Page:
The professional man. whether a doctor, a writer or an actor, is at a great disadvantage. The manufacturer can legitimately claim tax allowance against the cost of new plant but the professional man has no machinery to replace except the machinery of his mind. Yet if the professional man feels that he must rest his brain he can claim no unemployment allowance.

But it is not merely the professional man who suffers from the burden of taxation. The managing director of a mighty industrial firm employing thousands of workers may draw a salary of fifteen thousand pounds a year. The strain on him is great but so are the claims. The earnings of his company grow but if his salary grows with them the treasury holds him up like a highwayman and demands a bigger share of the swag.

Inevitably the industrialist and the

self-employed man turn to the medium where they might win. If. for example, 1 buy shares in a South African gold mine and the shares go up 1 can take my profit, if there is one, and pay no income tax upon it.

But if a man gives his very life blood in creating something that did not previously exist the skinny fingers of the treasury close on the money like a grasping miser.

Fortunately in Britain there is a prime

minister who is not merely a politician but a publisher of wide experience. We have heard probably too much about Macmillan's grandfather who lived in Scotland as a poor crofter but bred a family which in the third generation pro-

duced a mighty publishing house and eventually a great prime minister. But is the same road of opportunity open today? No one will say that opportunity has ceased to exist but the road narrows and the rewards lessen.

So we return to the strange and rather wistful story of Viscountess Rhondda. As a woman of honor she directed in her will that her trustees should discharge out of her general estate any sums owed by her or any guarantees she had given to the printers in connection with the publishing of Time and Tide.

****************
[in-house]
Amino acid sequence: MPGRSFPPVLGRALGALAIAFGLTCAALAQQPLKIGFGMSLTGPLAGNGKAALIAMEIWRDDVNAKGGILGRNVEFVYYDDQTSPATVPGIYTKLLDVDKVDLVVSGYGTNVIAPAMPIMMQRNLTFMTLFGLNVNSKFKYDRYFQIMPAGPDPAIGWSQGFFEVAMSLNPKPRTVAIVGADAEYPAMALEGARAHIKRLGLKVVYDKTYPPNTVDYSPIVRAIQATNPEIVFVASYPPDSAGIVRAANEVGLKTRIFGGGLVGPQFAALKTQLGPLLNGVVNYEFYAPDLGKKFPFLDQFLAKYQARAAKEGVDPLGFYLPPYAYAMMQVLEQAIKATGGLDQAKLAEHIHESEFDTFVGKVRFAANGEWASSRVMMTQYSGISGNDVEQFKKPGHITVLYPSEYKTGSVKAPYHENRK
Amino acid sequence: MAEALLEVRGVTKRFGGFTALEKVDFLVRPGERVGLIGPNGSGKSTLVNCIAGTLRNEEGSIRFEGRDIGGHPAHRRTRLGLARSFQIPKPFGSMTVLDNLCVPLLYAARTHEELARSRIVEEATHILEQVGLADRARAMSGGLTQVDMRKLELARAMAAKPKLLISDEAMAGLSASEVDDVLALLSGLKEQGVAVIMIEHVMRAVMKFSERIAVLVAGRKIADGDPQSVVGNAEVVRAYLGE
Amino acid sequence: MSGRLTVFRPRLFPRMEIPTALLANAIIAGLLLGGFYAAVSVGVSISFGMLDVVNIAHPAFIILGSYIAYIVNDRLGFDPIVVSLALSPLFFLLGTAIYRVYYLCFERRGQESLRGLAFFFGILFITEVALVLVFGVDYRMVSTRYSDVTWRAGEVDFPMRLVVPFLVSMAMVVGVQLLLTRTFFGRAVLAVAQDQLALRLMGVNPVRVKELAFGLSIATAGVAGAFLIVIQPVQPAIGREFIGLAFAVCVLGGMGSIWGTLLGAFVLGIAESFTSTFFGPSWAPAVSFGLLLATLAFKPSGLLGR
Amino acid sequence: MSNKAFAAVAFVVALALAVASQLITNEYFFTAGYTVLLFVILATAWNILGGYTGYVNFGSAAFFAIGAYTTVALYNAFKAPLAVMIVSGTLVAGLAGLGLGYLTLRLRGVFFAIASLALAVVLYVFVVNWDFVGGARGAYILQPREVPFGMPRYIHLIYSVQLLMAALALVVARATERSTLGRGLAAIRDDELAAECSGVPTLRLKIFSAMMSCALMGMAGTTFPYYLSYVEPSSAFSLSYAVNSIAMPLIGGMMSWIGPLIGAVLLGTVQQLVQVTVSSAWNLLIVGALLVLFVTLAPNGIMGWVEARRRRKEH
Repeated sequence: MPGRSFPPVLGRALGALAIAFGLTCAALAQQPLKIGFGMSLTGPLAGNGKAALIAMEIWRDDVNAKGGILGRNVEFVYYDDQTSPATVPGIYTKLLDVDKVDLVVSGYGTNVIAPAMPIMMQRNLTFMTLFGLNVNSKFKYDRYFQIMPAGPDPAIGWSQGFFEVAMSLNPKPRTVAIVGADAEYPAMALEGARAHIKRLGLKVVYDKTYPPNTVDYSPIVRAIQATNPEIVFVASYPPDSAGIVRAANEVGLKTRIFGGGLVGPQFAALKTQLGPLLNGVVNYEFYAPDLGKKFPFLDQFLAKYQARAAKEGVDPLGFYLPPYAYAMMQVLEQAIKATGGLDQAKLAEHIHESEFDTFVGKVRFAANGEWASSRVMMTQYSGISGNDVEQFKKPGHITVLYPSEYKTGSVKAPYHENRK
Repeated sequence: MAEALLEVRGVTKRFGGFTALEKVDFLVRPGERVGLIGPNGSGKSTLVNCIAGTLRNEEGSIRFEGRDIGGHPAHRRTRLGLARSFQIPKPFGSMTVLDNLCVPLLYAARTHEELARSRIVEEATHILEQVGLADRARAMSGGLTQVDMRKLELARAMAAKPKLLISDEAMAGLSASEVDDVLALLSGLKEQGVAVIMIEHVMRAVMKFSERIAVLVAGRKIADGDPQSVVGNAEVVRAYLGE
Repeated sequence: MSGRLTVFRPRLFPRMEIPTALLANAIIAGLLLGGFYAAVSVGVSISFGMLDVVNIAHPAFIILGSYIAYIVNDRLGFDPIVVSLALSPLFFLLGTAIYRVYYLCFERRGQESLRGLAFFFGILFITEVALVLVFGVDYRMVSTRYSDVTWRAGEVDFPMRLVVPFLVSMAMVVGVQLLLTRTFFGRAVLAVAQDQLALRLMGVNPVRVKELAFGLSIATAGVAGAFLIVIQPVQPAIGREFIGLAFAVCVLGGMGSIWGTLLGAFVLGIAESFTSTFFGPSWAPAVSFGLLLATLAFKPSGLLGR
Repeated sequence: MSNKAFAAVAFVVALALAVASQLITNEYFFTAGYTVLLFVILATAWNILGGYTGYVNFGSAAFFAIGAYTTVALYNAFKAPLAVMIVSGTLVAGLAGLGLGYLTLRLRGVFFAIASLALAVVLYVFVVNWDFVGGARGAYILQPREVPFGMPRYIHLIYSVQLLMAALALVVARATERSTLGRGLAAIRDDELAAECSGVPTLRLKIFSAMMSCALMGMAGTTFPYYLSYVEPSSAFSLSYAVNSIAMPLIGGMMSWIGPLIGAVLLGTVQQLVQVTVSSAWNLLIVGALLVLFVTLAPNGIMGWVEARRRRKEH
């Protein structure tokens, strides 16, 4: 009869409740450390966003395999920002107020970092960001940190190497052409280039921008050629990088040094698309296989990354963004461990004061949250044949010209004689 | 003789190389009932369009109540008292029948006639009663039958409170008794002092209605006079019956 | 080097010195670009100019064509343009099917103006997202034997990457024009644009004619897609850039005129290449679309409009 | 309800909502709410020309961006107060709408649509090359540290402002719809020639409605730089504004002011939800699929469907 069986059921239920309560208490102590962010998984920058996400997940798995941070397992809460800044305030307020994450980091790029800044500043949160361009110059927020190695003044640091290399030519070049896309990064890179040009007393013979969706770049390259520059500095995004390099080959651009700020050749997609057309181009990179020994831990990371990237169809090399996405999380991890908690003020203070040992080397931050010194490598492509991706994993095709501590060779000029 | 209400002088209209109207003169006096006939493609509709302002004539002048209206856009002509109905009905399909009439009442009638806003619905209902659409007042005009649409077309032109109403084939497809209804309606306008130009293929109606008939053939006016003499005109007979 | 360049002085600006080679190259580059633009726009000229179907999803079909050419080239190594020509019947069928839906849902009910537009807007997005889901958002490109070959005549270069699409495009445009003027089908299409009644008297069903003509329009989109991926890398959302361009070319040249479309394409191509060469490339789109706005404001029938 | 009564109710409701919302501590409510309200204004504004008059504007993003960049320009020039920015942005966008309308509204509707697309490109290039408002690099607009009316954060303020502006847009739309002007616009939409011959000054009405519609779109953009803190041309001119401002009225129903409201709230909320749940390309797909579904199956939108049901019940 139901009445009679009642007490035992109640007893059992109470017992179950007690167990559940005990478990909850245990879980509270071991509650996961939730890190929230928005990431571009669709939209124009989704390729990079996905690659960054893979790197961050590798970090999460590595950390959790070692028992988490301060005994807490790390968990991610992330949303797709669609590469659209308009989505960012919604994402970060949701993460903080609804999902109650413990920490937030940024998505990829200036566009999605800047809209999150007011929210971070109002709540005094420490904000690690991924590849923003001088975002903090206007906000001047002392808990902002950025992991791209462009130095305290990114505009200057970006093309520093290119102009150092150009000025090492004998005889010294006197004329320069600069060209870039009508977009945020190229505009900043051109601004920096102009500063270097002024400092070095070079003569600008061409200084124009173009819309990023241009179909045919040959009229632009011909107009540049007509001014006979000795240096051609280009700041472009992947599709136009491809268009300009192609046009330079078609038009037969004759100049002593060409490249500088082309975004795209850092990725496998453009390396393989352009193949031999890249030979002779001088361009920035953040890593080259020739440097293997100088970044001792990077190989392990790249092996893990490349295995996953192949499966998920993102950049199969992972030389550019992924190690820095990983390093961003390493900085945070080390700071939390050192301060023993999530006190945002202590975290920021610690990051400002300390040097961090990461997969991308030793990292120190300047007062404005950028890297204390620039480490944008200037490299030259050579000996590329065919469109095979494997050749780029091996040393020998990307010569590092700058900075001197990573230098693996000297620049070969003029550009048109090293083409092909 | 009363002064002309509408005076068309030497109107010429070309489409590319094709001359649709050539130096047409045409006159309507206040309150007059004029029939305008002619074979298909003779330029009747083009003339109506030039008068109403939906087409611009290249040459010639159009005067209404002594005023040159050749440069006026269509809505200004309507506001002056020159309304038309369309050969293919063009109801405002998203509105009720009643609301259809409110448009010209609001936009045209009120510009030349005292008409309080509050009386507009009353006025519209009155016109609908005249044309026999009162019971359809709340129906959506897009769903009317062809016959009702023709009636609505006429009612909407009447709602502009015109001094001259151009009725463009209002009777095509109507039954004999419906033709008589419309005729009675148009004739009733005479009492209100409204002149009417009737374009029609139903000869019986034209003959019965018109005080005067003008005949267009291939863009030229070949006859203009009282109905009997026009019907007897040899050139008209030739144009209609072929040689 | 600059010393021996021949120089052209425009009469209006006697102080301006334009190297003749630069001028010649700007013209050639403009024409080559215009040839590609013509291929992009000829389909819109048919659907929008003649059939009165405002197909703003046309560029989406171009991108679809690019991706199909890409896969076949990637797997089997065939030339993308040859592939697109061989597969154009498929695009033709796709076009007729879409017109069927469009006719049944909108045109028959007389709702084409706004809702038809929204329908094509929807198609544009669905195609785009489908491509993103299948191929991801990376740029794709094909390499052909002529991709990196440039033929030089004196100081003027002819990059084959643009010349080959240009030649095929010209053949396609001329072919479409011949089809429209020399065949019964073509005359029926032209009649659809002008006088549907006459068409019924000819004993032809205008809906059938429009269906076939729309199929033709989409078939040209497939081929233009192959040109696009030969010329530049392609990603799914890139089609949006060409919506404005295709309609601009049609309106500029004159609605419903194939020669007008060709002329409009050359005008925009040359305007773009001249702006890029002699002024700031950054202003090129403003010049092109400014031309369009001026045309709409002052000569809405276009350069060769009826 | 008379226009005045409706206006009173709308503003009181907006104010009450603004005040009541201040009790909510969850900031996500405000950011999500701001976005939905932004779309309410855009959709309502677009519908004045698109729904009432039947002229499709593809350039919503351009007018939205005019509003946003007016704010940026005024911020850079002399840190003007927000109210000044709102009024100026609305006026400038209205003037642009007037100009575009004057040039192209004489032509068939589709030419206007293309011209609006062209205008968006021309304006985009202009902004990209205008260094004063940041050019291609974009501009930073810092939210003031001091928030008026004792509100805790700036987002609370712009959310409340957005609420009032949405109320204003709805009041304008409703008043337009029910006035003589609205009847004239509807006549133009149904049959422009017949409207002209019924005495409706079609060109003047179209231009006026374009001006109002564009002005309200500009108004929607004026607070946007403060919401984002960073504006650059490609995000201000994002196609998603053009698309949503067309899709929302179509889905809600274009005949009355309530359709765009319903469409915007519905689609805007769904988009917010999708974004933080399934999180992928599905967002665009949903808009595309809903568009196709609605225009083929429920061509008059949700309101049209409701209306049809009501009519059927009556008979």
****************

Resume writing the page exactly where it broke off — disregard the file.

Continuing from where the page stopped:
I have already mentioned her twenty thousand pounds in trust for her nephew, and a similar amount for a friend, and a number of thousand-pound benefactions to tried friends and colleagues. In fact a bountiful woman had departed life in an aura of bountiful generosity, but, by the time the exchequer was through with her estate, her benefactions could only be partially realized.

Now let us leave her in the peace of eternity and end this London Letter with a short dissertation on the origin of death duties and their effect upon the social scene of the United Kingdom.

The taxing of the dead is not a modern or even a Victorian invention. Actually it dates back to the Romans. Before the 17th century was out many European countries had imposed inheritance taxes. The British held back until a century ago and then introduced a progressive system of death duties. Canada, I am glad to say, held out against a federal tax as long as possible, but early in the Hitler war the Canadian government imposed a combined estate and inheritance duty— an example duly followed by other dominions.

But has the process gone too far in the United Kingdom? One might argue that the preservation of the stately homes of England is not a matter of great importance, yet it is these splendid relics of a former glory which gives charm and character to the English countryside. Eaced with heavy death duties the aristocrats have compromised with fate. Thus the Duke of Marlborough, descended from the mighty conqueror and incidentally a relative of Sir Winston Churchill, decided to throw open the famous house, Blenheim, and its grounds at so much per head.

The Duke of Bedford went ever further. He allowed the nudists to hold theii annual convocation on his ancestral estate, Woburn Abbey, at so much per

body. Then there is the Marquess of Bath, who opened his splendid home, Longleat, and takes toll in the process.

In fact while the workers rest at the end of the week the peers toil.

Both the satirist and the realist might well agree that this advent of commercialism will eventually bring the aristocratic tradition to an end and make way for the common sense of democracy and equality. But the English refuse to believe that common sense is the finest flowering of the human spirit, just as they refuse to believe that there can be absolute equality in men or horses.

Well—there we arc. The House of Lords survives at Westminster just as the houses of the lords persist on the countryside.

But I am sorry that the greedy fingers of the treasury took so heavy a toll of Lady Rhondda's estate that her kindly bequests were cruelly reduced. She was a dedicated woman who gave more to life than she took from it.

When I began this London Letter it seemed inevitable that with the passing of its Lady Bountiful the struggling Time and Tide would cease publication. But the editor has succeeded in getting sufficient financial backing to keep going. Thus there is a time and there is a tide in the affairs of men and it is good news that this brave periodical is to continue its reforming task. ★